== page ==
Tuning the backchannel

Michael Feldstein at e-Literate muses about off-topic chatter in live backchannels. Barry Dahl analyzed the comments from a discussion and determined that only 31% of the posts were on-topic.

Is that note on topic?Setting aside the question of what makes something on-topic, I think Michael’s thinking about a worthwhile issue. In the specific instance, he says “the audience treated [the backchannel] like an experiment because we [presenters] treated it like an experiment.”

I’ve seen high-value backchannels — by which I mean that so far as I could tell, most of the comments clearly connected to the topic. And I’ve seen backchannels filled with non sequiturs, wisecracks, and what seemed to be private jokes shared via a public medium.

In a way, the back channel’s like spoken comments in a live session, like a workshop or a free-flowing presentation. Even a wisecrack, well-timed, can contribute to the experience.

Imagine a session on Six Sigma. The facilitator wonders if people need a break soon. Someone calls out, “What are our CTQs?” (Six Sigma jargon for critical-to-quality, meaning the things the customer wants.) To me, that’s not off-topic; it’s an application or a reinforcement.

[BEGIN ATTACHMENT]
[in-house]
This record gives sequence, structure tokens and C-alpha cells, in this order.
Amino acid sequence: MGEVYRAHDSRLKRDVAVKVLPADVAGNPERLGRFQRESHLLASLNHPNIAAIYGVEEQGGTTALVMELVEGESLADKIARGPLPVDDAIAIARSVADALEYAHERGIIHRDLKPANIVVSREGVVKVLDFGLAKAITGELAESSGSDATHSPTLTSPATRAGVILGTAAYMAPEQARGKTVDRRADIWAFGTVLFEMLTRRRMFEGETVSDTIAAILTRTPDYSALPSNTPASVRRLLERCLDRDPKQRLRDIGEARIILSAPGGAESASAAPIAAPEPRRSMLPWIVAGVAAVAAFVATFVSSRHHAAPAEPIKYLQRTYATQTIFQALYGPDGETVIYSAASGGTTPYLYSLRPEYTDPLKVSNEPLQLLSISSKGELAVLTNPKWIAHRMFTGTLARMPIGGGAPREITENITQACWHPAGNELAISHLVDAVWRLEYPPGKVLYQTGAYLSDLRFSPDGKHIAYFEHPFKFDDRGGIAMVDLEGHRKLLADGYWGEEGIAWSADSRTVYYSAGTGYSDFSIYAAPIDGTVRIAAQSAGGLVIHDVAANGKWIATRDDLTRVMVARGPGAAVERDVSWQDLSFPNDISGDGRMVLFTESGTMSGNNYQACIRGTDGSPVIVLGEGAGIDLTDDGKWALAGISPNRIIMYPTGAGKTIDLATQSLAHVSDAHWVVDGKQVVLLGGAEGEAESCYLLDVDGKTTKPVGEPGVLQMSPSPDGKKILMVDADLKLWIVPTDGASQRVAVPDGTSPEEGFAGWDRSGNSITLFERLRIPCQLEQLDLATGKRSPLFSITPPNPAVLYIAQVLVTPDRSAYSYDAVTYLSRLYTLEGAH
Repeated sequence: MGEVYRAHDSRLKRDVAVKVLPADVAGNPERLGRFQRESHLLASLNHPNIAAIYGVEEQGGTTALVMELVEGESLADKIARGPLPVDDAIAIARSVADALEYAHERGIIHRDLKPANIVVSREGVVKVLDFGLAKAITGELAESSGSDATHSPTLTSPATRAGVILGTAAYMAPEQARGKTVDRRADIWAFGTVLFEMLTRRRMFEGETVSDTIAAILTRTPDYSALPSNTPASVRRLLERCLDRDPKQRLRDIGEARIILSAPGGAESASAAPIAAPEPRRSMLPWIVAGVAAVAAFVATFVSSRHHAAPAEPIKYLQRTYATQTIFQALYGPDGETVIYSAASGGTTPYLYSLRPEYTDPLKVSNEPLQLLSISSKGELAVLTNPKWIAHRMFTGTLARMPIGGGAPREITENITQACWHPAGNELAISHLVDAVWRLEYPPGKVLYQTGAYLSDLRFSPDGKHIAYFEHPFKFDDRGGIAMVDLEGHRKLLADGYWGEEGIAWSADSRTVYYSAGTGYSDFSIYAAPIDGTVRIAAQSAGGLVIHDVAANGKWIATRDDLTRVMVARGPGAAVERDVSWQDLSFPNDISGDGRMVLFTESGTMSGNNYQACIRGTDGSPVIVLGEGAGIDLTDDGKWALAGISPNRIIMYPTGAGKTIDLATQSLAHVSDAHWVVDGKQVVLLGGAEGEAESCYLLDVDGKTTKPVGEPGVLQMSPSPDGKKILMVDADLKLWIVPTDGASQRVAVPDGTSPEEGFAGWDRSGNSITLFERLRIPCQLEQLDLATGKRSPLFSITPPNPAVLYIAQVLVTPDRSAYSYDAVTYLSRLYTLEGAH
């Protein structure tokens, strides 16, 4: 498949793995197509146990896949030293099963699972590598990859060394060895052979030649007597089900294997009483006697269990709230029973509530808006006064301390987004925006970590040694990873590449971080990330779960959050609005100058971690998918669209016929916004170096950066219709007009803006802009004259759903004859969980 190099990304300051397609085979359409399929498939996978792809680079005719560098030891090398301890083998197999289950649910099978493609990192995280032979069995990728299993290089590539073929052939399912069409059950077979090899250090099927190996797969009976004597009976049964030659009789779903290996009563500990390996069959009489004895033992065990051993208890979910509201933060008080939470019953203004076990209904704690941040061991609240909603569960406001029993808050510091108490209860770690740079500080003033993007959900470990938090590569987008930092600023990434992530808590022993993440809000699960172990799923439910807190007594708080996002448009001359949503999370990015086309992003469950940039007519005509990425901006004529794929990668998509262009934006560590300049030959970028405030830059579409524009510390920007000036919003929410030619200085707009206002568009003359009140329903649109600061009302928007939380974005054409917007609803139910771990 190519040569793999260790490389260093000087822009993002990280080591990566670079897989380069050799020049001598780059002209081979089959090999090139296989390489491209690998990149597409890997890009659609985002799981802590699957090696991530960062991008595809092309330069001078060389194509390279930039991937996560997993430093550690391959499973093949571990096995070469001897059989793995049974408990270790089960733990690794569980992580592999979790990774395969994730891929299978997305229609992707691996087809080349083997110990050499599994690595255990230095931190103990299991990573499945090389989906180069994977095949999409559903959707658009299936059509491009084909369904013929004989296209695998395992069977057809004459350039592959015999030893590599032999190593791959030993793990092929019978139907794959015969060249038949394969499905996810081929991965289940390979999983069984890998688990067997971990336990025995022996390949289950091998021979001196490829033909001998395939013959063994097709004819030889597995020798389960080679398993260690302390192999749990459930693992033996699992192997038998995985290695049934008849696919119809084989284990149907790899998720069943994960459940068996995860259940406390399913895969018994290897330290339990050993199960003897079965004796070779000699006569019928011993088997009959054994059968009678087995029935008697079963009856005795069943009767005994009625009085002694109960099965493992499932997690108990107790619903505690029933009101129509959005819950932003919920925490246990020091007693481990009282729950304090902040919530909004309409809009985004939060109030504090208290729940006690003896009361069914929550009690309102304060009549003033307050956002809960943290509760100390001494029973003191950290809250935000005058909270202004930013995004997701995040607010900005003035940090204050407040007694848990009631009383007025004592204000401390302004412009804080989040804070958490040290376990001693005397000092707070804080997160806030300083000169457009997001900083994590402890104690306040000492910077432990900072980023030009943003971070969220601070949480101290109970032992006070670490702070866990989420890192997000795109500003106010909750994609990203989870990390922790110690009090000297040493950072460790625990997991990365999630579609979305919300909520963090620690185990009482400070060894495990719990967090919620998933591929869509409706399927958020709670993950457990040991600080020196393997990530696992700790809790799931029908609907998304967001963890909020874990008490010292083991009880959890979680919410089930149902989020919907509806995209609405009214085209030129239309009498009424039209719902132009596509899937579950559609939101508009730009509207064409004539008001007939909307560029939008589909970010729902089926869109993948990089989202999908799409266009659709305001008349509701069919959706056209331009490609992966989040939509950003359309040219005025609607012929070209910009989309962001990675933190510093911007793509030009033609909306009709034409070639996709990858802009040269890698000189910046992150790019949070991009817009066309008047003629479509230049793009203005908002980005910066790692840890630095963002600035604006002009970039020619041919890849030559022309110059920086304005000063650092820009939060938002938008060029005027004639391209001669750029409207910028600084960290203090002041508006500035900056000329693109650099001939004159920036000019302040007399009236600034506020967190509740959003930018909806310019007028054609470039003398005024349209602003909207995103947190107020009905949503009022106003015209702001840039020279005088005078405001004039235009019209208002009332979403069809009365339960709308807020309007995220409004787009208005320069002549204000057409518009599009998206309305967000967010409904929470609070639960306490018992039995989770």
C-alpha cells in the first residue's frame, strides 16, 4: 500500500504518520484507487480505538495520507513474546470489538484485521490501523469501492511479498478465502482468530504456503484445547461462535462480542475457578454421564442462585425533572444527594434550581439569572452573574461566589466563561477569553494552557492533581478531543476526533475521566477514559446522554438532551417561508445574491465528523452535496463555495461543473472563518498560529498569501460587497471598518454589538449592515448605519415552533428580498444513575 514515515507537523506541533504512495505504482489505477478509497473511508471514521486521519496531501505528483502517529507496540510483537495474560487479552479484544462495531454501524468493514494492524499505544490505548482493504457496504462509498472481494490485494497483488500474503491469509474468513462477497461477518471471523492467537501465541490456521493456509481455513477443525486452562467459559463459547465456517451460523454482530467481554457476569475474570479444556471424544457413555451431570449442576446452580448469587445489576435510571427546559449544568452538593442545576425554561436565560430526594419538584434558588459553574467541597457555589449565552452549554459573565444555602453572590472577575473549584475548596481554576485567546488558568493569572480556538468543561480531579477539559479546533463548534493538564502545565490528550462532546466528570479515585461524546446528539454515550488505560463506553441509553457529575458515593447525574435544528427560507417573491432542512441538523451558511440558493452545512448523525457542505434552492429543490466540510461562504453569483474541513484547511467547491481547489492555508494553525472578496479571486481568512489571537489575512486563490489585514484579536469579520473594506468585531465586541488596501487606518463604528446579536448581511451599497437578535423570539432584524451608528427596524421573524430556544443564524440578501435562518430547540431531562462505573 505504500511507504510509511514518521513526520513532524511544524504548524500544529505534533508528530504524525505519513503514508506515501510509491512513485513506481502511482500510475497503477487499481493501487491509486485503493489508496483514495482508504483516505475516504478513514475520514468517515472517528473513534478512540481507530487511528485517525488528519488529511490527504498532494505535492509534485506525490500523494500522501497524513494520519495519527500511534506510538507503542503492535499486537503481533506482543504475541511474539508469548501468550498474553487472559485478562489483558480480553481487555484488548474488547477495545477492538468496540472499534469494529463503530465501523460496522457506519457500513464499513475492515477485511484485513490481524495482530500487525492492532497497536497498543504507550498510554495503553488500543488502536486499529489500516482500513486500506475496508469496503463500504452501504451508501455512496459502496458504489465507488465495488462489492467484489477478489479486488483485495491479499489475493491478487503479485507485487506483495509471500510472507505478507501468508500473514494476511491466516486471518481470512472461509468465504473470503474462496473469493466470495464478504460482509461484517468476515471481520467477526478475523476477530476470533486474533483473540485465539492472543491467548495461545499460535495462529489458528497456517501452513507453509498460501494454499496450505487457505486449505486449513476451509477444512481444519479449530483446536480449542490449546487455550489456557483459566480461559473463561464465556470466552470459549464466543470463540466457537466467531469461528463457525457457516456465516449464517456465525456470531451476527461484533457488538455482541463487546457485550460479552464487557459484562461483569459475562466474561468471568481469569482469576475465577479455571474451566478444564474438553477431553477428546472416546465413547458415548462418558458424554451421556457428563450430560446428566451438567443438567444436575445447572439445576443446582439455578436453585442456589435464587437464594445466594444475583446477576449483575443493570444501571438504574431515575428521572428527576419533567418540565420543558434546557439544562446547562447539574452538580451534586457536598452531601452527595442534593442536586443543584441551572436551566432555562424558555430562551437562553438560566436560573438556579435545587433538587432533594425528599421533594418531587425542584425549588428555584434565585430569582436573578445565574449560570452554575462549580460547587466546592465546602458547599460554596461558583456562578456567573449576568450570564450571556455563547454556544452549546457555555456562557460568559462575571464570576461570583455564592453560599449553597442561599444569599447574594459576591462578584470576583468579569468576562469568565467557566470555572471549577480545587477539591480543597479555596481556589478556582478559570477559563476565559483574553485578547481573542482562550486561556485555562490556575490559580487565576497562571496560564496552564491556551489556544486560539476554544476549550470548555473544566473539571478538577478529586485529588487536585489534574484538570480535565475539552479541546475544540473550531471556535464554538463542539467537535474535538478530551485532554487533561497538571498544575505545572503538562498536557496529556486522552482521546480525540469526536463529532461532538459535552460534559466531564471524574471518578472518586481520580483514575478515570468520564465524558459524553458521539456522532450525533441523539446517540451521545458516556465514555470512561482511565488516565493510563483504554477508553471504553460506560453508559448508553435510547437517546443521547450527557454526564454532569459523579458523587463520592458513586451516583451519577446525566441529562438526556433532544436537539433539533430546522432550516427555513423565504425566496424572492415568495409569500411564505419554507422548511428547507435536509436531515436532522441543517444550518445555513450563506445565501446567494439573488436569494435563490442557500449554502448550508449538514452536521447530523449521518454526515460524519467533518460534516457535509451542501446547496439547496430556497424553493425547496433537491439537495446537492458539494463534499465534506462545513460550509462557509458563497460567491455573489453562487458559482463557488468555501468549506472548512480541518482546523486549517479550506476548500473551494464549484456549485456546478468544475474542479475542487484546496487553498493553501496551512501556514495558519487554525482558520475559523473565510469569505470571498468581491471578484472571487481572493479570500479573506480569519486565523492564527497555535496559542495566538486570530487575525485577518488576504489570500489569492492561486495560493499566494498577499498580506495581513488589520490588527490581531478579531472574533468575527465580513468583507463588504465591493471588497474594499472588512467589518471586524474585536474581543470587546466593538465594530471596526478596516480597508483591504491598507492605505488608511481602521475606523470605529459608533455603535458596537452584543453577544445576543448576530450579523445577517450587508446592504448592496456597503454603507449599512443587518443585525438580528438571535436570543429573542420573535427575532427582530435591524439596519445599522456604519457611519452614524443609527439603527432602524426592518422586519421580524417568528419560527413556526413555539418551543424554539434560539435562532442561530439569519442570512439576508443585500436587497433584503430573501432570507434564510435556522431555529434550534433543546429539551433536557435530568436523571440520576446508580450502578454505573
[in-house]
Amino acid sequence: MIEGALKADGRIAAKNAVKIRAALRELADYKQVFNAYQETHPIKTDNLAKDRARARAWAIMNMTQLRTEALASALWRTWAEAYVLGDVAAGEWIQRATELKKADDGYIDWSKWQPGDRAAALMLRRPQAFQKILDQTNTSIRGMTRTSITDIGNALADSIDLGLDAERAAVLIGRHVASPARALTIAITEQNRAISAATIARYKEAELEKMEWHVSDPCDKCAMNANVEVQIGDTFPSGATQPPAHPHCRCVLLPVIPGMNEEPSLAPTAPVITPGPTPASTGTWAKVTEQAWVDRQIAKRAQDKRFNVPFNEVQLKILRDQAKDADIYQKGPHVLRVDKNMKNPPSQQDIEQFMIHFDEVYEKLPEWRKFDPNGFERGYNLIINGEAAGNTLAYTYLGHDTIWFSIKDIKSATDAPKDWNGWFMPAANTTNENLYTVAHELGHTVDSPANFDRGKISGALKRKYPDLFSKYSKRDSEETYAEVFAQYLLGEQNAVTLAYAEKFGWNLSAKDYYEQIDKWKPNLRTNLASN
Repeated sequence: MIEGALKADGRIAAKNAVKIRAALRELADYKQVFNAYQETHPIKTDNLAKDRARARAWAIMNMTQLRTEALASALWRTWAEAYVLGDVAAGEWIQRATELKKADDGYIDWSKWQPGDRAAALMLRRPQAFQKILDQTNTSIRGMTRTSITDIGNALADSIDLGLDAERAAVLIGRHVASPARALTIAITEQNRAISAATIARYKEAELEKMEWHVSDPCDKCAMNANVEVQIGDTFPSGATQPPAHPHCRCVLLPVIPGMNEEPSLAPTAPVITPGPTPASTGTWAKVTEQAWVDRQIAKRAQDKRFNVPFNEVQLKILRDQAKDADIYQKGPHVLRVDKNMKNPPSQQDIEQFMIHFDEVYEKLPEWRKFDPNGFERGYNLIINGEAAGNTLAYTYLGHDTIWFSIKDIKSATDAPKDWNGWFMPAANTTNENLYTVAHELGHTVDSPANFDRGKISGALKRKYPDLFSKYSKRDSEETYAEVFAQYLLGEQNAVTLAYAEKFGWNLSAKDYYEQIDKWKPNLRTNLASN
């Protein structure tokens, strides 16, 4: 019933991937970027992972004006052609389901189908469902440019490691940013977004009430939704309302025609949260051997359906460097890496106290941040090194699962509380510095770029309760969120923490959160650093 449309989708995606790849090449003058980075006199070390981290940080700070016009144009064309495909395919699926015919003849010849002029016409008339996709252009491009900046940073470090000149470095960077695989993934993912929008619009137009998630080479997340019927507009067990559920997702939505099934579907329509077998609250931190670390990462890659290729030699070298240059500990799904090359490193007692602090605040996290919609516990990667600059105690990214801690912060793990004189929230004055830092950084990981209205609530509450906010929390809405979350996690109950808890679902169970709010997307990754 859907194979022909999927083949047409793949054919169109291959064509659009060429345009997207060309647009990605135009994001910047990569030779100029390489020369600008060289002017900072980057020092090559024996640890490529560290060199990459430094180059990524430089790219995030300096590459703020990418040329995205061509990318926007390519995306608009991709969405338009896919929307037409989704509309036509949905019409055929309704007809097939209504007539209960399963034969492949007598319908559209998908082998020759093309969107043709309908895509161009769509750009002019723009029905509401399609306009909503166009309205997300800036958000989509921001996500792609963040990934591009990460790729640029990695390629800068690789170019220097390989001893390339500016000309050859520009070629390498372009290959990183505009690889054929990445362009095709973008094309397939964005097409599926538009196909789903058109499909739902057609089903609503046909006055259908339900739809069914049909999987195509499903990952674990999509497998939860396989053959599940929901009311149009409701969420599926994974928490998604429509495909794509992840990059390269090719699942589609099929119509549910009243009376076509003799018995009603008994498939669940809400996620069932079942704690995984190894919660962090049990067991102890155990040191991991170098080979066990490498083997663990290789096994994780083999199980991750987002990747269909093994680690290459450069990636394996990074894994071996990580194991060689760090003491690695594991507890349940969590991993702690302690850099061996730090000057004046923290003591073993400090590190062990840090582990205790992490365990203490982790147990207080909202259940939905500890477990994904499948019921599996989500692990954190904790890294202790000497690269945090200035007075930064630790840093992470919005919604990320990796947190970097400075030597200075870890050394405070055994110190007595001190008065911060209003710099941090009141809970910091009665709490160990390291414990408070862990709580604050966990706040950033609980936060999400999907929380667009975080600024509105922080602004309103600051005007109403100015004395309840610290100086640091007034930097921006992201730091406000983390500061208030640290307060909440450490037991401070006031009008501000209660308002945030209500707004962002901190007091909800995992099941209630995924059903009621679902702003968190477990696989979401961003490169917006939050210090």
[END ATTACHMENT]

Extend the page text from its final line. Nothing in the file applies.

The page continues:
Ologies: less and less time between techn- and archae-I think that for most people, public backchannels are very new, the way meetings with speakerphones once were. Part of getting good at using them involves using them.

At Michael’s post, commenters like Gillian offer nuanced approaches to the backchannel. For example, she suggests telling people it’s fine to use Twitter or do email, “but keep it off the big screen.”

She also says that announcing ahead of time that the backchannel transcript will be posted can help discourage randomness — though she may be more of an optimist than I am.

Backchannel photo by eston / Eston Bond.
Technology / archaeology photo by alexkerhead / Alexander Rushing.